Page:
The copy in limestone

Copy

Perhaps not everyone will appreciate my choices; it remains a difficult issue. I chose to tell the story more clearly. Yet, though the statue has become a bit slimmer all around, I did follow its existing shapes. All surfaces are reflected in the copy. Some details were added, such as the boots and the cleavage, some folds in the gown and there is a little bit of expression in the face. Her posture has remained the same, but I hope that because of the lighter limestone and the slightly more slender version it's a little bit clearer what she's doing. And because the jug stands out more, it may also be clearer what this Foolish Virgin is carrying, and that this is not part of her dress. An empty oil container.

Two completions

Because we should soon provide two churches with newly made sculptural parts, it's currently quite busy. I'll be away on a break as well, so I try as much as possible to do all of the sawing in advance. Hence, there will not be much to report in the coming period: sawing work is not too interesting to write about. See you later!

Beeldhouwerijblog.nl is the blog of Koen van Velzen, sculptor in stone and bronze. Look up my website as well: beeldhouwerijvanvelzen.nl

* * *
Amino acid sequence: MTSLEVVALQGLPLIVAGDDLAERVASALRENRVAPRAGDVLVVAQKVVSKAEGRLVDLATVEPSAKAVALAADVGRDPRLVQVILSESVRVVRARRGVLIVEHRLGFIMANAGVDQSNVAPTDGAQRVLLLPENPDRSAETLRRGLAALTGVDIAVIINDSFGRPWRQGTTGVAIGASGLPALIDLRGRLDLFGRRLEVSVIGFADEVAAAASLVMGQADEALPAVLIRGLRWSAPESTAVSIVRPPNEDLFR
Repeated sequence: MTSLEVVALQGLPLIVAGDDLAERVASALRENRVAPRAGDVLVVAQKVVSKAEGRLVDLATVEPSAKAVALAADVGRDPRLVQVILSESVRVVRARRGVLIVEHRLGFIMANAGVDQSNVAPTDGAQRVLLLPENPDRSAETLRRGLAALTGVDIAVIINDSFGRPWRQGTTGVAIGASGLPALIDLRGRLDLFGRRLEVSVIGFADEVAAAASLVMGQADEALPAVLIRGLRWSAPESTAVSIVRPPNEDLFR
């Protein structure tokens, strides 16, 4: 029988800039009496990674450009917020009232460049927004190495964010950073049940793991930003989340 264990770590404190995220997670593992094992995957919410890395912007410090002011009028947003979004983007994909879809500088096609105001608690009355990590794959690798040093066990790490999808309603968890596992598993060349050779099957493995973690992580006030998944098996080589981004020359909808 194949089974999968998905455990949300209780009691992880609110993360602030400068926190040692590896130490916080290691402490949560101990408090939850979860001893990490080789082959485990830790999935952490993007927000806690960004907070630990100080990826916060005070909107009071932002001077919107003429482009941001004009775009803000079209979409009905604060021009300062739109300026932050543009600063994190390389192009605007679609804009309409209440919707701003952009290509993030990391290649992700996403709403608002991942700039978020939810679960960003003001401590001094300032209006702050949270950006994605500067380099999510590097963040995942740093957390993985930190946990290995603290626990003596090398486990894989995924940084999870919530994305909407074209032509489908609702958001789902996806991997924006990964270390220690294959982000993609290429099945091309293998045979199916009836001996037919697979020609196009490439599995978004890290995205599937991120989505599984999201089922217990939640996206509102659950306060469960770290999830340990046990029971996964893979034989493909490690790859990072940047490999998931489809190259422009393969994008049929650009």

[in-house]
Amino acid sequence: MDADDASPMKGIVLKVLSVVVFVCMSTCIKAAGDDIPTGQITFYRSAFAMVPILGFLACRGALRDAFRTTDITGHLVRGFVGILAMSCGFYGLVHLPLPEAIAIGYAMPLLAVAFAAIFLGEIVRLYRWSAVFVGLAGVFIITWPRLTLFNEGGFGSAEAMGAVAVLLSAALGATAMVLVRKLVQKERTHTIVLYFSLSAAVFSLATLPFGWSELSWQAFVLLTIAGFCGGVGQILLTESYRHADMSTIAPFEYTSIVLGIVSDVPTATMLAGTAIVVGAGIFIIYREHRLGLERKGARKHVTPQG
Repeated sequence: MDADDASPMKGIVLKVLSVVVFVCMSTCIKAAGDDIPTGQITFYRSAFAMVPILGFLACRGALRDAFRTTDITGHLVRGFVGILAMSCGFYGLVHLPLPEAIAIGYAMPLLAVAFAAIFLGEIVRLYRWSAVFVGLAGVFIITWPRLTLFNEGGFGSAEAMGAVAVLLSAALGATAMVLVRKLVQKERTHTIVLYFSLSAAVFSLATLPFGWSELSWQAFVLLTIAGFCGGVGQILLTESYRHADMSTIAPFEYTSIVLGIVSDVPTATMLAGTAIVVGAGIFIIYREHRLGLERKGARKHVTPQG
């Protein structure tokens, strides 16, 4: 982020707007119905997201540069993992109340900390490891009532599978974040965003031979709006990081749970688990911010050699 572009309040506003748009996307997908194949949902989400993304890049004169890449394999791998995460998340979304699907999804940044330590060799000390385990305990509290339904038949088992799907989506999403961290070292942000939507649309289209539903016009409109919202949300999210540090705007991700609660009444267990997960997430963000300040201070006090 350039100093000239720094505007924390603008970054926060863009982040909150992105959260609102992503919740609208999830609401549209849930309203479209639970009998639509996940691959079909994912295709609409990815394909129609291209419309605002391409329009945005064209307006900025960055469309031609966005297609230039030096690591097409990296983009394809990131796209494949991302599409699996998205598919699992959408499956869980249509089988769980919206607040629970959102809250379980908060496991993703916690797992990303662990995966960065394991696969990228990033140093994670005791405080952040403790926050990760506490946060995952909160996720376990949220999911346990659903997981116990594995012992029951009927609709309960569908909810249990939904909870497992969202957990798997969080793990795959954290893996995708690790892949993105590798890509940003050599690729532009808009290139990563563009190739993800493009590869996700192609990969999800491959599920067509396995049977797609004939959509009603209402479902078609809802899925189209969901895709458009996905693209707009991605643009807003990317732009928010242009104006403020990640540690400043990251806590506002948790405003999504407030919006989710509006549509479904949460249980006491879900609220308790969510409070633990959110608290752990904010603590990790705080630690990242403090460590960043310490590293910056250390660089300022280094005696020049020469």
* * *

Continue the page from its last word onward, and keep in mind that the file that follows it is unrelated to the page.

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Thomas Aquinas (sandstone) for St. John's Cathedral

The statue of Thomas Aquinas

Thomas Aquinas: Here the statue is still in its niche of St John's Cathedral

St. John's cathedral

The major overhaul of St. John's cathedral is steadily continuing. Each year or maybe every two years, I'm not quite sure, one bay of the church is restored: 1 buttress and 1 window facade. This year I already did some work on two finial bases, a slanted profile and some crockets, but this time no canopy.

Weathering on the statue of Thomas Aquinas

In particular, the folds at the bottom of his habit were considerably weathered

Thomas Aquinas

The dove stands for Divine inspiration